Refugees, immigrants are lifeblood of this nation
Aug. 21, 2013
By G. Michael Dobbs|
There were several moments during the press conference in which refugee and immigrant advocates responded to the pleas to federal authorities recently made by Springfield Mayor Domenic Sarno to put the city on a moratorium as a destination for refugees that struck me last week.
Full disclosure: my wife is a legal immigrant and our foster daughter is a refugee, so this issue is of great importance to me.
At one point the numbers of recent refugees/immigrants was sited for both West Springfield and Springfield, with the greatest number being in West Springfield – the point being that Springfield doesn’t have the highest concentration of newcomers.
It’s not about numbers, though. All refugees/immigrants are not created equal, a point that no one made – perhaps it sounds politically incorrect.
There are tremendous differences between people who are adults or children, single people or families, those who can speak English or those you can’t, people who come from a country with shared cultures with the United States and those who don’t, as well as those people who have skills that could mean finding work easier than those who have few or no skills.
Compare someone who might be coming from South America – according to the census the highest number of immigrants to the Bay State is from Brazil – to someone coming form a refugee camp in Africa. What services would they need to adapt to life in Massachusetts?
The problem isn’t about numbers. The problem is about what services are needed. Each person and his or her story are different.
Our foster daughter was a boat person from Vietnam, who was accompanied by an older cousin in her escape. She spent several years in refugee camps, first in Malaysia and then in the Philippines before she and her cousin were brought to Springfield through a program operated by the diocese.
Her cousin left for California and she was alone. We became her foster parents. We did so without any monetary compensation and little to no organizational support. We learned as we went along.
The differences in culture and expectations when coupled with the challenges of caring for a teenager made for a pretty demanding experience, but the outcome certainly justified what we went through. Our foster daughter is a successful business owner, happily married and we have three wonderful grandchildren.
Our foster daughter’s experience though was quite different than other Vietnamese refugees in the city because she lived with an American couple. That is my point here. The experiences of immigrants and refugees are impossible to see just through statistics.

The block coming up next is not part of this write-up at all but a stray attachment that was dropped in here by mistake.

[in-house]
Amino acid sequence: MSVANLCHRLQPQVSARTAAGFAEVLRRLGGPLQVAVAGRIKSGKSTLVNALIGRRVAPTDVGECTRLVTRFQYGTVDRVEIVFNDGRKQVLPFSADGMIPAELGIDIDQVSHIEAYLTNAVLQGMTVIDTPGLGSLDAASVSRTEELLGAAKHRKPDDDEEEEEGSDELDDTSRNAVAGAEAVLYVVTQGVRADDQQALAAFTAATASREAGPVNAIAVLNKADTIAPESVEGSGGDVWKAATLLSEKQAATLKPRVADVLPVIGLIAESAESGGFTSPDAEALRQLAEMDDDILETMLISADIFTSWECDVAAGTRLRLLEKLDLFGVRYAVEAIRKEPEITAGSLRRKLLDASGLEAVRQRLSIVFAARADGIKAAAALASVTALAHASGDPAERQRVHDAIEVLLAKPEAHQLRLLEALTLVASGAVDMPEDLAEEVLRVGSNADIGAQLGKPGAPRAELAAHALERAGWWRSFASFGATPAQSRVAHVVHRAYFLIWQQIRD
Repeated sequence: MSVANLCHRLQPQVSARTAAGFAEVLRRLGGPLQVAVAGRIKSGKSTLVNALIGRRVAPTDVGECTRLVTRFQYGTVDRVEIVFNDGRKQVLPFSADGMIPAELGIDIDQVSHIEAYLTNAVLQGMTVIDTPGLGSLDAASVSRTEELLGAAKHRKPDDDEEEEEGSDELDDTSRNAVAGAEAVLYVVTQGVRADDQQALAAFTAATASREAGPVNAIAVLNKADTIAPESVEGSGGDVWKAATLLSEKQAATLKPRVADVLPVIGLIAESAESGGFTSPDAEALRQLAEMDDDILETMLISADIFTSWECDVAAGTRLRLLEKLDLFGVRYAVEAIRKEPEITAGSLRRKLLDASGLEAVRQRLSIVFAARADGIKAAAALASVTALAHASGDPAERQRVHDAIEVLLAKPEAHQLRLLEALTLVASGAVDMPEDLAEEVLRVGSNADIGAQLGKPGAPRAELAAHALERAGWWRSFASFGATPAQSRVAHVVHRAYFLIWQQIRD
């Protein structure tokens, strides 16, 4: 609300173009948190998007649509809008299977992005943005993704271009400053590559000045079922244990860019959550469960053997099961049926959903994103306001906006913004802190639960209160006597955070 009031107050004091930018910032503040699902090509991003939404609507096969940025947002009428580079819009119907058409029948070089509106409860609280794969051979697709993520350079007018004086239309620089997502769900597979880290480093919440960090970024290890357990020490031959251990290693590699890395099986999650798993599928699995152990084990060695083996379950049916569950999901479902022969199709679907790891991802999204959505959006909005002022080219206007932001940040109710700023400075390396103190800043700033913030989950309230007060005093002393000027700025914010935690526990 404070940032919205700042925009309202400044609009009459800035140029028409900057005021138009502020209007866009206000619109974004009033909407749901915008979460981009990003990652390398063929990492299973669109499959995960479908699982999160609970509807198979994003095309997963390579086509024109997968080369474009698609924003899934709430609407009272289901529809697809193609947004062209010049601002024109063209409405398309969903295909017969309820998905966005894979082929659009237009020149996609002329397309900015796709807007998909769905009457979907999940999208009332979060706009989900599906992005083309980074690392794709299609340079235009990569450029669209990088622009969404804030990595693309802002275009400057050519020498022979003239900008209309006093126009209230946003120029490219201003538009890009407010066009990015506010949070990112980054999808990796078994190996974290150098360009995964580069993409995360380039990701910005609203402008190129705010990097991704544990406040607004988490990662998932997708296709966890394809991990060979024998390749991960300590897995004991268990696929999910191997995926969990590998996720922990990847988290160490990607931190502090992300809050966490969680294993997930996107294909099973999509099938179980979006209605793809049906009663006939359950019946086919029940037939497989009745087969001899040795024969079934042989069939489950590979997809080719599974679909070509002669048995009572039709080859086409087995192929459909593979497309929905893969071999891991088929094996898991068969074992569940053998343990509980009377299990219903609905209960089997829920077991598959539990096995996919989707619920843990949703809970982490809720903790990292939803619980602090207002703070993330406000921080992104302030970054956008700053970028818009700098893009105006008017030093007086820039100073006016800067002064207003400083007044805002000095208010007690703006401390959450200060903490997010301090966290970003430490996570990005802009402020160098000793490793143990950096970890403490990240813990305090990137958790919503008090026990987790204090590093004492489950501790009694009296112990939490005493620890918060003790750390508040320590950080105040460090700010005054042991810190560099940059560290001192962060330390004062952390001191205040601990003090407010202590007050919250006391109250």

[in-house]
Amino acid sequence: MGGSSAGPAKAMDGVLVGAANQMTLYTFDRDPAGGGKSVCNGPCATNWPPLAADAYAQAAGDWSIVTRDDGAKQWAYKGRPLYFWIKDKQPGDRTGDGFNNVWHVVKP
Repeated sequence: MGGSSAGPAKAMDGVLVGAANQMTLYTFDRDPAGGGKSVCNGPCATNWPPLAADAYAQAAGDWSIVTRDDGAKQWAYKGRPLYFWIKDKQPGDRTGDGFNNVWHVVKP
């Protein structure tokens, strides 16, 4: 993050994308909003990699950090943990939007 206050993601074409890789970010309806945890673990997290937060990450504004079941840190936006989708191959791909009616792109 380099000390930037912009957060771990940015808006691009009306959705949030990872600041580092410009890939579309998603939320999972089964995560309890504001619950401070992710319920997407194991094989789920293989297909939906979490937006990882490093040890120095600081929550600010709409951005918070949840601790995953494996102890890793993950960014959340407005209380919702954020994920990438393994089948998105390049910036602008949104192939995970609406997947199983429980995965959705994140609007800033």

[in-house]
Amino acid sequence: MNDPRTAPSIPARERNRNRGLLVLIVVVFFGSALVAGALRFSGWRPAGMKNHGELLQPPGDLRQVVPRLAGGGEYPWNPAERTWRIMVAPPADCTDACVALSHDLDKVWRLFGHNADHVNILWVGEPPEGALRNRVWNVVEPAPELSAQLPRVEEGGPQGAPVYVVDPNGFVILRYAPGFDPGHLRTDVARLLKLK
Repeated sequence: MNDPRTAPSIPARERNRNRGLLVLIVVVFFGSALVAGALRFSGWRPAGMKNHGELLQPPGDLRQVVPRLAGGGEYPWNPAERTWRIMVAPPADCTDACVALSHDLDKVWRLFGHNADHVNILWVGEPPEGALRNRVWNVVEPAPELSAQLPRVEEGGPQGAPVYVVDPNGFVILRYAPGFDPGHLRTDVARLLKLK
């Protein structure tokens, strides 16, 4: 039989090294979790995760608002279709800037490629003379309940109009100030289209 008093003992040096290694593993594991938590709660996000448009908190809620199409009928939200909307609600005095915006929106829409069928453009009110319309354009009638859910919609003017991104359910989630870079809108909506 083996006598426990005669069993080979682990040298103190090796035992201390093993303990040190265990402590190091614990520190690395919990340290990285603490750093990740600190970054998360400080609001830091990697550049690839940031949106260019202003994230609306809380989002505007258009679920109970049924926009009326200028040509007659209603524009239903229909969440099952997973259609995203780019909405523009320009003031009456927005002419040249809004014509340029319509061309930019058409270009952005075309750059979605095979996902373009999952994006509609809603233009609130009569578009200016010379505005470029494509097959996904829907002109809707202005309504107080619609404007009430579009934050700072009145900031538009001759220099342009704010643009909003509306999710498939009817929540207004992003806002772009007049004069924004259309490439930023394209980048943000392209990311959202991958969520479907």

I cannot stress enough the importance of some sort of support for immigrants and refugees. Considering how difficult life can be here in our area in terms of employment for citizens, can you imagine what it must be like for people with limited knowledge of English or few translatable job skills?
Make no mistake – I’m all for accepting refugees and immigrants. They are the lifeblood of this nation.
What I hope to see, though, is a greater effort by the organizations that sponsor these new arrivals to make sure they take responsibility for making sure they are in safe housing, their children are getting the special attention they need, they are learning English and getting vocational education as well.
This is not the country that many of our ancestors found in the 19th or 20th century. While in many, many ways it was a much harder place, it was also someplace where opportunities to find a job was easier. If we are a more compassionate society today, we must recognize a greater responsibility to the people we bring to our shores to make sure the American dream is not a hollow promise.
Say it ain’t so, Scott
Scott Brown has officially jumped the shark. If our former senator really wanted to serve the Commonwealth I would expect an announcement that he would run for governor.
He would have a good chance of winning, too.
Instead he has toyed publically with a run for the Senate in New Hampshire where he and his wife own a home and now he told the Boston Herald he is considering a run for the presidency.
He said to the Herald, “I want to get an indication of whether there’s even an interest, in Massachusetts and throughout the country, if there’s room for a bi-partisan problem solver.”
You’ve got to be kidding me, Scott.
Stick to home. Run for an office you can win. Serve the people and build a legacy of accomplishment. Then see if the nation wants you.
Ego is a terrible thing.
Agree? Disagree? Drop me a line at firstname.lastname@example.org or at 280 N. Main St., East Longmeadow, MA 01028. As always, this column represents the opinion of its author and not the publishers or advertisers of this newspaper.
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